Norwegian Air grounded all its domestic flights within Norway, Sweden and Denmark on Wednesday, after the Norwegian Pilot Union moved forward with plans to pull 650 of its members out of their cockpits. Flights were also cancelled between the Scandinavian capitals.
The airline estimated that around 35,000 passengers were affected in Scandinavia alone. Norwegian Air officials apologized for the inconvenience, but put the blame squarely on its unhappy pilots.
“Norwegian management has tried to find a solution with the Norwegian Pilot Union and (labour federation) Parat, to prevent even more passengers from being affected, without success,” the airline claimed in a press release issued Tuesday night. It went on to state that “despite repeated attempts to initiate constructive conversations to avoid expansion of the strike, it hasn’t been possible to start a dialogue.”
Flight attendants furloughed
Norwegian also decided to furlough all flight attendants working on flights based in Scandinavia. Many had already planned to launch a sympathy strike in support of the Norwegian pilots who are protesting cuts in their pensions, pay, benefits and insurance.
The pilots’ main demand, however, is that they be employed directly by Norwegian Air’s parent company, Norwegian Air Shuttle, and not by what they call “paper subsidiaries” that they contend were set up by the airline to minimize responsibility and make it easier to get rid of relatively highly paid flights crews.
Some flights running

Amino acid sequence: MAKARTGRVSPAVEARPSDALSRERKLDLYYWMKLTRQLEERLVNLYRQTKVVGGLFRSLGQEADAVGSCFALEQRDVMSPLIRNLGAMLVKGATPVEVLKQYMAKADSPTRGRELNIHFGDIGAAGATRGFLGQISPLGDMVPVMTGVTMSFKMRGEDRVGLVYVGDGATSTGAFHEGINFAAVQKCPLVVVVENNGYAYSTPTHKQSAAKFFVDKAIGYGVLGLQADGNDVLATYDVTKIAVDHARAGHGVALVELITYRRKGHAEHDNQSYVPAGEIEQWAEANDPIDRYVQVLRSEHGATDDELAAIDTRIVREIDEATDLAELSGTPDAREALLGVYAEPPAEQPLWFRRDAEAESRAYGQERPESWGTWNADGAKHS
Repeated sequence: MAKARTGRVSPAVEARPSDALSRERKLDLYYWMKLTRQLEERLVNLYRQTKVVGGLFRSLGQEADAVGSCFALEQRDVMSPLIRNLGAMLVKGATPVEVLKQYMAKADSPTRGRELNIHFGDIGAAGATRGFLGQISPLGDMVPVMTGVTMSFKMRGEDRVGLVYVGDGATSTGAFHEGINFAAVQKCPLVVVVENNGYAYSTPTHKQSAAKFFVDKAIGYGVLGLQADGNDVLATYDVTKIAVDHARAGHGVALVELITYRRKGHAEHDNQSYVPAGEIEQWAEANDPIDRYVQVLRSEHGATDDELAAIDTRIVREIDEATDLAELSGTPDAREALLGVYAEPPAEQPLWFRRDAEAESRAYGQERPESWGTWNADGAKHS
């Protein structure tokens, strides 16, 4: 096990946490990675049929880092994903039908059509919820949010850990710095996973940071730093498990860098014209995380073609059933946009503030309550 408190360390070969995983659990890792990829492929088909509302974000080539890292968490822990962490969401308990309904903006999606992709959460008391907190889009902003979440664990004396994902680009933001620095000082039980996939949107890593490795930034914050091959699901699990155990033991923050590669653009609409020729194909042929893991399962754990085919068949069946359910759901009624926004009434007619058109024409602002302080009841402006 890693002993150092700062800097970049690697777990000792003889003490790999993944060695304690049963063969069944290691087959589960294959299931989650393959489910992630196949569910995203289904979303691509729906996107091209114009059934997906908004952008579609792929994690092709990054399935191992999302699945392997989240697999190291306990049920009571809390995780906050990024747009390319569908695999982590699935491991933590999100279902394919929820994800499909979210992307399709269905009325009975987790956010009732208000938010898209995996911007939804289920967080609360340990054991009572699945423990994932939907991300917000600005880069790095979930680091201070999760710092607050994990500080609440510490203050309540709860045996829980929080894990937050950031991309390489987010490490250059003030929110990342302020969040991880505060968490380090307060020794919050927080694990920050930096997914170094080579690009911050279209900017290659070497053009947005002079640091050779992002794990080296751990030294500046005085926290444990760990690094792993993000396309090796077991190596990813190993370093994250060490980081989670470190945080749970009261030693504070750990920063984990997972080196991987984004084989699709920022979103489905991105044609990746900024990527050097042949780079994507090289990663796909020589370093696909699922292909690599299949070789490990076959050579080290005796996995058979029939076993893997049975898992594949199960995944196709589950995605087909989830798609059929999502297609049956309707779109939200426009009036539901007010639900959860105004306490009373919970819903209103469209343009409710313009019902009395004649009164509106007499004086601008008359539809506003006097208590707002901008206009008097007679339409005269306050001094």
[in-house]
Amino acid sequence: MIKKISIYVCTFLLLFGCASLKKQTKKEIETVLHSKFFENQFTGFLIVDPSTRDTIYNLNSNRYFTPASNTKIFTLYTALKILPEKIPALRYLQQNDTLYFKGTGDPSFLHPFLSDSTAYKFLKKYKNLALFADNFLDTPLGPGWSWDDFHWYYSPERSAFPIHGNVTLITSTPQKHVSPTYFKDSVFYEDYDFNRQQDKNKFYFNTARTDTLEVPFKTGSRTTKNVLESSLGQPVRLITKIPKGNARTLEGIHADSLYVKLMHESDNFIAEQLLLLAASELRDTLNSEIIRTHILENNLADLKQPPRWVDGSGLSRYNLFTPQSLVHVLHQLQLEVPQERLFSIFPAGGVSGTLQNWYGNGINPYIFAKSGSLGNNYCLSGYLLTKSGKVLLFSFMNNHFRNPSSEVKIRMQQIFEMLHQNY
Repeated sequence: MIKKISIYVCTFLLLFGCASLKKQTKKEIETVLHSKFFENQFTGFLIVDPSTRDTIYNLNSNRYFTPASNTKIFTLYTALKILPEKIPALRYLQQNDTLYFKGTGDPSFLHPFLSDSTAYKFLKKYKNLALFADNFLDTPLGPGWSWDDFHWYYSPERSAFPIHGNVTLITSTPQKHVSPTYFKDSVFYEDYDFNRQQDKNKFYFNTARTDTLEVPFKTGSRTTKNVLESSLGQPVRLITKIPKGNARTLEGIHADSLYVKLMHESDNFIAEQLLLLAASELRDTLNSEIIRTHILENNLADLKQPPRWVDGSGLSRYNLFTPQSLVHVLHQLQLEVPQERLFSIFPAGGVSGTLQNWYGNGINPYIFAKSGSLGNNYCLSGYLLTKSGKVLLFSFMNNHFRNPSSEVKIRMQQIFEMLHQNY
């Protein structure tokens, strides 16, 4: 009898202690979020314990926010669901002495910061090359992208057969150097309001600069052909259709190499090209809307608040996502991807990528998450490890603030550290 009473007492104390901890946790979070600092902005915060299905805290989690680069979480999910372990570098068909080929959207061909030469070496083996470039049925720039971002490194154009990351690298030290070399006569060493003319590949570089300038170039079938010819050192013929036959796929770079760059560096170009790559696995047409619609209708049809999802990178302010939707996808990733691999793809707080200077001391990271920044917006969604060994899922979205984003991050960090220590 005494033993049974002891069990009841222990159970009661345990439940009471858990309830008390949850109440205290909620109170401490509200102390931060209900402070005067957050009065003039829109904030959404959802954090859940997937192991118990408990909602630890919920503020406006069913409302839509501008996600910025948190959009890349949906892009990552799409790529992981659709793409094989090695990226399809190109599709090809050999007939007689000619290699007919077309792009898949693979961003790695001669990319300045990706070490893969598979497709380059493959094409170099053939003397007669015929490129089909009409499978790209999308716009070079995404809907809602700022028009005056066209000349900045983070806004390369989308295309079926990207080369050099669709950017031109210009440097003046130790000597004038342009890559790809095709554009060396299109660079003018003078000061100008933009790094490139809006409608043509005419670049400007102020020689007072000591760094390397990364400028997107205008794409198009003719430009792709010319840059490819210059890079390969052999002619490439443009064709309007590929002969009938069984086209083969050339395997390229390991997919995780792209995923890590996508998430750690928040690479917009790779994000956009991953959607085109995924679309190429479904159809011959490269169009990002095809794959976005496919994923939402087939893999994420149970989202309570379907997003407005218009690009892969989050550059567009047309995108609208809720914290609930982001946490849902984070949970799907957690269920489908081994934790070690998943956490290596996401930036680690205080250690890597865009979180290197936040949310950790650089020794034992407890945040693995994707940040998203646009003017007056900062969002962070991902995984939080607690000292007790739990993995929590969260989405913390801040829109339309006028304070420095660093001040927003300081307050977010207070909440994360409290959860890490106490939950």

Not all of Norwegian’s flights were affected by the strike. Norwegian confirmed that all routes to and from the US and Thailand, with flight numbers DY7001 to DY7999, would operate as scheduled.
Flights to and from Great Britain with flight numbers DY2400 to DY2900 would also operate, as would flights to and from Spain (DY5100 to DY5598) and flights to and from Finland (DY5599 to DY5999). Most of these flights are crewed by non-Scandinavian staff who work for lower rates of pay and benefits than their Scandinavian counterparts and are not members of the Norwegian Pilot Union.
Trade union federation sues
The conflict between Norwegian Air and its pilots deepened, meanwhile, when the union’s labour federation Parat announced it would sue Norwegian Air over its employment practices. Parat leader Hans-Erik Skjæggerud told Norwegian Broadcasting (NRK) that it will ask a Norwegian court to order the airline to employ its crews through the parent company and not through subsidiaries.
Norwegian spokesperson Anne-Sissel Skånvik responded that the pilots and Parat “want to lead and manage the company.” She called their threatened lawsuit “a little detail” compare to the “crisis” they were creating for the company.
Wednesday’s expanded strike will also likely jeopardize Norwegian Air flights on routes outside Scandinavia. “We will try to do what we can to operate our flights between other European cities and in Scandinavia to the degree possible,” Lasse Sandaker-Nielsen told NRK. “But when 650 pilots got out on strike, that will be difficult.”